Monday, June 13, 2011

Weekend beads:

And now for a little grammatical rant...I know the English language is a living thing and what is acceptable changes over time, but I'm going to fight for you and me. Literally, you and me.

After hearing “you and I” in intances where "you and me" is correct (in everyday conversations and far too often on TV -- even in scripted shows!), I am compelled to comment on my biggest grammar pet peeve. In honor of my late grandmother Mary Belle, the Strict Grammarian who pounded the below information into my brain, I give you the basics…

"Xxxx and I" is the subject of a sentence, as in:
     John and I gave the key to Mary.

"Xxxx and me" is the object of a sentence, as in:
     Mary gave the key to John and me.

     (Mary gave the key to John and I is incorrect.)

If you don’t know a subject from an object, here’s an easy way to know what form is correct -- take the other person out of the sentence and see how it sounds (though I realize the inherent danger of using "how it sounds" as a test!)

Start with:     Mary gave the key to John and me.
Take the other person out of the sentence and you are left with:
     Mary gave the key to me.

Now see happens when "John and I" is incorrectly placed in the object position, as shown here:
Start with:     Mary gave the key to John and I.
Take the other person out of the sentence and you are left with:
     Mary gave the key to I. (See how wrong that sounds?)

Here’s my own theory on why so many people use “Xxxx and I” when they should use "Xxxx and me." As children we probably said, “Me and Billy are going to the park” or “Billy and me are going to the park" and would be corrected with "Billy and I are going to the park." After being corrected with the "Xxxx and I" phrasing so mnay times, those children started to incorrectly think "Xxxx and I" was correct in every instance. And now "Xxxx and I" is used incorrectly as the object so often that many people think "Xxxx and me" as the object "sounds wrong" even though it is actually correct.

I also hear people say, “Please forward the email to Steve and myself.” Arrgh. Just say, “Please forward the email to me.”


  1. I've been following your blog for a while, but your grammar love has finally prompted me to say hello *G* (The use of 'impact' as a verb, in place of 'to make an impact' is my particular peeve in the evolution of language)

    I also wanted to say I've very sorry about your Mokie.

  2. I think I love you! I spend quite a bit of time teaching my high school Spanish students English grammar. Usage is also lax on tv. My husband, an English as a second language speaker, is particularly tuned into misuse. We spent quite some time discussing nauseous vs. nauseated this weekend (aren't we a fun couple). After I explained that if he were nauseous I would be the one feeling sick, we heard it misused two or three times on tv.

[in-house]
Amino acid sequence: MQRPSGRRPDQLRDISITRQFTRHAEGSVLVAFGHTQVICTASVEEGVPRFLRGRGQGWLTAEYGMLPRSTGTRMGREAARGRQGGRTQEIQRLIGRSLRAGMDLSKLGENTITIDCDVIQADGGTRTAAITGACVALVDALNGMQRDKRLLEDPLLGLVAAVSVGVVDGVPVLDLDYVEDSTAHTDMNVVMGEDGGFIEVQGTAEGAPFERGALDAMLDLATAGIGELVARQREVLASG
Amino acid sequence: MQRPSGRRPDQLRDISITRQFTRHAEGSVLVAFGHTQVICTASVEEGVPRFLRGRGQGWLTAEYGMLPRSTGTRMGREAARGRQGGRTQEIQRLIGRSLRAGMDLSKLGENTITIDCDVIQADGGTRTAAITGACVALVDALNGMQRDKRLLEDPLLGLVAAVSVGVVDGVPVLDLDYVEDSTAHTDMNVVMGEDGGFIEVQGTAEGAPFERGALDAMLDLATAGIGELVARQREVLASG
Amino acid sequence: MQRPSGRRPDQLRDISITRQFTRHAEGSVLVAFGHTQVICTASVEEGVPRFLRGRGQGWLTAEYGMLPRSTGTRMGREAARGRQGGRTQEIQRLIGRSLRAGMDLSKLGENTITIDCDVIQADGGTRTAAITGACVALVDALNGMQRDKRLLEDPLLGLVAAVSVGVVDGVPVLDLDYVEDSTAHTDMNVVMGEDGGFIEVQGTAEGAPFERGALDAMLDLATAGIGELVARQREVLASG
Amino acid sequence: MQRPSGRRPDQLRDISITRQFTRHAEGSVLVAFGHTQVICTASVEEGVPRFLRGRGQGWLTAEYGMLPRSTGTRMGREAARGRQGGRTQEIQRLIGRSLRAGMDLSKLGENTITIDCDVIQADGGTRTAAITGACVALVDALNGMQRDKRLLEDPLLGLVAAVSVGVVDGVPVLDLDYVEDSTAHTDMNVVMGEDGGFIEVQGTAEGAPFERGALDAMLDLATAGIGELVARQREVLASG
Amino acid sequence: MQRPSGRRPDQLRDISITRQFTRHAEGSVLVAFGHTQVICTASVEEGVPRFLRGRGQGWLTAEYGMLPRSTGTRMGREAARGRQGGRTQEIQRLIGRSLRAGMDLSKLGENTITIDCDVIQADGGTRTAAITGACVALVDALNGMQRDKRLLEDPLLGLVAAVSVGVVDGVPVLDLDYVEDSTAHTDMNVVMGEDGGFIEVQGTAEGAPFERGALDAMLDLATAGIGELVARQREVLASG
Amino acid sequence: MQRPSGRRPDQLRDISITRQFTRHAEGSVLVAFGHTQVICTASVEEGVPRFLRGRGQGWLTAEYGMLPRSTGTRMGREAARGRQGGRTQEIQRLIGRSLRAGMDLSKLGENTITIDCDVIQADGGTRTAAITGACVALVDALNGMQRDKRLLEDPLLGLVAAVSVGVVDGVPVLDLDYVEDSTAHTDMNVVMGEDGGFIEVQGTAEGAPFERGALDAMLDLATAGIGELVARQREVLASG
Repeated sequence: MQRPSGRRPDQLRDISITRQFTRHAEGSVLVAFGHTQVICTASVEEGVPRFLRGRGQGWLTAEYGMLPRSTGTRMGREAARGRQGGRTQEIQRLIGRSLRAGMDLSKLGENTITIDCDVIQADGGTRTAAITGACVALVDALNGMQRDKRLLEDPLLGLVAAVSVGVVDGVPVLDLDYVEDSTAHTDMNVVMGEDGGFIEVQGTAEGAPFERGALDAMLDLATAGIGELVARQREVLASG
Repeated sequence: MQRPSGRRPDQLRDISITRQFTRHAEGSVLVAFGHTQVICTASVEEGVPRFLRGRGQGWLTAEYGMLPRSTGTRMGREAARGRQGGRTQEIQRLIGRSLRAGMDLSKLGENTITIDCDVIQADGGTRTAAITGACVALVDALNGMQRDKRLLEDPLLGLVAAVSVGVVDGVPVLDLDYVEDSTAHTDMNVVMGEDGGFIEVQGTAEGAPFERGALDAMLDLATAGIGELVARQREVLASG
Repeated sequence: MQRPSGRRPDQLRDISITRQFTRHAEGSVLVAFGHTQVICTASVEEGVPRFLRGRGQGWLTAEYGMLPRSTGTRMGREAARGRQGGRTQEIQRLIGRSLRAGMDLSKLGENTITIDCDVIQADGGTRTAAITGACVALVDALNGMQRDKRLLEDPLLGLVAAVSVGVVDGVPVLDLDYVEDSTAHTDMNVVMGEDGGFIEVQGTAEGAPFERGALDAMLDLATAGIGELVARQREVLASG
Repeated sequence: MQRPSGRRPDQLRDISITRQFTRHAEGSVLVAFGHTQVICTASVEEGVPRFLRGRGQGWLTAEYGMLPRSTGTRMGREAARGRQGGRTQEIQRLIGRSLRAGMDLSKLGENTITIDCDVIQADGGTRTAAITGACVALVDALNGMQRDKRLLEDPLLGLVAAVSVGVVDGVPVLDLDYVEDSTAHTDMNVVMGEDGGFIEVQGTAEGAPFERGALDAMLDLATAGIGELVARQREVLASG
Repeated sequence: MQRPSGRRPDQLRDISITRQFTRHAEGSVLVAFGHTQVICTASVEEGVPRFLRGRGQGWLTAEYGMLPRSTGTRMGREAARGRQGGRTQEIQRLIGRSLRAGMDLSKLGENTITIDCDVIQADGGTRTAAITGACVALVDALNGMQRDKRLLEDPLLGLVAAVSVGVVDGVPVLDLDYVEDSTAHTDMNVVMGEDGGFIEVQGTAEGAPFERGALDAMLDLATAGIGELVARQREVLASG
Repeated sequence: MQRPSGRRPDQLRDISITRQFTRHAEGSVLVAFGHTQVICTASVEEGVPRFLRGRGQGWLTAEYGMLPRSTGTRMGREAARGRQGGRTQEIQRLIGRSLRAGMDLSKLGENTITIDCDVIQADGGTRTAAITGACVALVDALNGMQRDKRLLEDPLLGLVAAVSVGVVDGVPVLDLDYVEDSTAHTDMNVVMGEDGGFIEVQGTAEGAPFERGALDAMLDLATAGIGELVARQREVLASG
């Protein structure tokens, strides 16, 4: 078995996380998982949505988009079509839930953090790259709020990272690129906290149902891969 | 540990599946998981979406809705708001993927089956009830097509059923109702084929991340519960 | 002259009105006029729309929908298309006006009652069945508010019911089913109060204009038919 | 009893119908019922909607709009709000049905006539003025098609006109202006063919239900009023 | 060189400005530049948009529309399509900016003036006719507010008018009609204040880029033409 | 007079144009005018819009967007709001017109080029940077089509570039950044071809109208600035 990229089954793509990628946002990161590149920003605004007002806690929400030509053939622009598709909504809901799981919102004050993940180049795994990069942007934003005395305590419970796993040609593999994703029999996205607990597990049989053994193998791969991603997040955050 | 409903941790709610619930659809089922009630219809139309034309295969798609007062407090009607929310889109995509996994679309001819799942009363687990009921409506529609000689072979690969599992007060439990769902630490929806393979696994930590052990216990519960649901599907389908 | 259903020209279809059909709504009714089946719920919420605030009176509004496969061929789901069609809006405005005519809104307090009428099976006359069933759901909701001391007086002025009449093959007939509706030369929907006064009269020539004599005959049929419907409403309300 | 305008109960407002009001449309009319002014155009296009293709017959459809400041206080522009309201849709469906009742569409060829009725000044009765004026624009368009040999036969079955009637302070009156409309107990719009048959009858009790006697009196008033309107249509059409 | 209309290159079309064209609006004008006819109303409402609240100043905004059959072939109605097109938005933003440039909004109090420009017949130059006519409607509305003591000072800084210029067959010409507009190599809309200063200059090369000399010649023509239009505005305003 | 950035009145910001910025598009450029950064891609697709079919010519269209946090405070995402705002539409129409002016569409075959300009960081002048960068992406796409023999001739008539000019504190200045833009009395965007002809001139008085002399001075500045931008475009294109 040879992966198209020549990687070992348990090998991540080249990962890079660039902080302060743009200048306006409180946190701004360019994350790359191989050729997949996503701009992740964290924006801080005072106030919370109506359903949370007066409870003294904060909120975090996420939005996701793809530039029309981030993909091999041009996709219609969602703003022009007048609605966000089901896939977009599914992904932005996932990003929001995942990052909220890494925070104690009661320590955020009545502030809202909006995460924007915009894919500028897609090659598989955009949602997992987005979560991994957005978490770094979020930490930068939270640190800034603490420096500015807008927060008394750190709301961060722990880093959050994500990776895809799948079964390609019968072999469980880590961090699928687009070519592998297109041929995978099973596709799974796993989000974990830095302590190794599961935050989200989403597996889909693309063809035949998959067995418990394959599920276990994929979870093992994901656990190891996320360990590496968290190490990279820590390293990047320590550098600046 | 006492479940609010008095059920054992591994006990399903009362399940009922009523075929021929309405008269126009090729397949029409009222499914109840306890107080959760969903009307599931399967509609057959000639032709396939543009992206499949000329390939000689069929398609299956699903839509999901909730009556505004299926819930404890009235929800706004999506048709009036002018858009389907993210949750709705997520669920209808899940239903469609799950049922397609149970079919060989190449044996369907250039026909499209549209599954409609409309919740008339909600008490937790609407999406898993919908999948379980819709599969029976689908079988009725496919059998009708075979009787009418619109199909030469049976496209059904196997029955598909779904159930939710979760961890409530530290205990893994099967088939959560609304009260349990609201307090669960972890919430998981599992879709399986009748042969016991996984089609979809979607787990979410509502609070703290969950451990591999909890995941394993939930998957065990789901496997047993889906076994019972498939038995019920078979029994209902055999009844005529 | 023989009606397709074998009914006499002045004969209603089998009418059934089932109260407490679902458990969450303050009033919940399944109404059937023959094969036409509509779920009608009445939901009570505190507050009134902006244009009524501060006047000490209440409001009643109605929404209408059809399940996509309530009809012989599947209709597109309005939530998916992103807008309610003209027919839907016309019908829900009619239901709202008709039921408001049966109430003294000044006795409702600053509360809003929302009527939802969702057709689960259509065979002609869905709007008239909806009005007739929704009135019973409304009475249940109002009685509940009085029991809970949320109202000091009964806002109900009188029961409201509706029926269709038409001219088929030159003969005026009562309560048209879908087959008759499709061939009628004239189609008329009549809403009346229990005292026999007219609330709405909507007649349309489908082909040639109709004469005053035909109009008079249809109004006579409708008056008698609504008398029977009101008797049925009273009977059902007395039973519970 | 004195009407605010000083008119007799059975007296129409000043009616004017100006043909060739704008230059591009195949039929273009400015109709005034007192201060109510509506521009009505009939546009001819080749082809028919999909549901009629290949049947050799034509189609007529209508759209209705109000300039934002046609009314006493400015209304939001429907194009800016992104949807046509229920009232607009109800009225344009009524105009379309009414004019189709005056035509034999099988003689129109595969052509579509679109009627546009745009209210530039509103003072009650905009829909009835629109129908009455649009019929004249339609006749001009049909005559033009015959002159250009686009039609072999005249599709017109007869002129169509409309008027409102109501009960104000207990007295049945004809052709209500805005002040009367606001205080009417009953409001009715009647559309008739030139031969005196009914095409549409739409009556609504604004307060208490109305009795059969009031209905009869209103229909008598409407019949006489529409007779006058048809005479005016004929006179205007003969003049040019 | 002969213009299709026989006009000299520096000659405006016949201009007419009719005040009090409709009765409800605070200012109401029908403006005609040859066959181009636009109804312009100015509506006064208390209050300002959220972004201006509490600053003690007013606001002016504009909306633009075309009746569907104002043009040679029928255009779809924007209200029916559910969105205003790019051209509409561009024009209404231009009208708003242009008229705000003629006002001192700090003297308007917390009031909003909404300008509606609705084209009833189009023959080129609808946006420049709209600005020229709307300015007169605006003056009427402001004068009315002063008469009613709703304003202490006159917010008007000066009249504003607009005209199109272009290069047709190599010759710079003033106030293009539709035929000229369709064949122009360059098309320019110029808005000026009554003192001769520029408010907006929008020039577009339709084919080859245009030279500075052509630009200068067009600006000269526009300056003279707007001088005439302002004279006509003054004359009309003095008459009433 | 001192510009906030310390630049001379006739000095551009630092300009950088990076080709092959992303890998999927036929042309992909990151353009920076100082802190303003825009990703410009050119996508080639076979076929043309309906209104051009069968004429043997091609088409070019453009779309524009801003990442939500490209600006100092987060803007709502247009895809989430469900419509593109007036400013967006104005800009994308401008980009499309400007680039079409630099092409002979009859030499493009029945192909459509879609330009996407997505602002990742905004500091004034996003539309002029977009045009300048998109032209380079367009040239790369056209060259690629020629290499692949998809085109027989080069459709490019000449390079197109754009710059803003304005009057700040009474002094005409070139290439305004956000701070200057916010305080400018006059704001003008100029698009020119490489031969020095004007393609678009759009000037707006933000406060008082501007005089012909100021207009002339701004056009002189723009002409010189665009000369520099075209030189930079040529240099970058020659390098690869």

I learned the same test for subject or object from my mother and now teach it to my students.


    You are too funny! It is so true and it isn't that hard to figure it out either is it?

    My pet peeves are the use of "u" for "you" and "r" for are. I know it is because of all the texting people are doing, but please.............not on paper or e-mail.

    As for the beads. Fantastic as usual. You are so prolific. All in one weekend huh? Sheesh!

  4. I agree with you concerning grammatical errors. It seems that speaking correctly is not important to people anymore. It is sad. I love your beads! They are fun!

  5. Keep ranting, please. I am always making these corrections with my kids, and they are starting to self correct lately (yeah....) They are a bit hampered by the fact that they are schooled in a completely francophone environment, so I am responsible for their English....eek! Will continue to be vigilant. Don't get me started on 'Can I?' and 'May I?'.....

  6. This grammar discussion is do elegantly perfect that I'm going to use it when I teach. Right on.
    Three cheers for your grandmother and the beautiful beads.


  7. have you had a chance to rant about ending sentences with an adverb? it's easy to correct, however, by adding a noun . my hubby and me use a--h--e. silently, of course.
    agree with hazel about verbs becoming nouns.
    don't have a thing about using capitals in typing, though. that's because i'm a lousy,lazy typist.

  8. Thank you!!!!!!!!!! I hate when I watch the news and hear things that talking head should KNOW because it's their JOB!!!!

  9. Just jumped over from MissFickleMedia's blog, as I was enticed by your button there. I am SO enjoying your grammar lesson!!!!!!!! I talk to the tv quite often correcting the "I" and "me".(It makes me crazy, too!!) My mother was quite the stickler on grammar growing up. THanks for the chuckle, and I LOVE your beads!!!!

  10. I came here to look at your pretty polymer clay creations. They are lovely and made me smile, but not nearly as much as did your grammar lesson. And I think your theory on why it's such a big problem is dead on.

    Looking forward to seeing some more polymer clay pretties and maybe a lesson on bring vs take?



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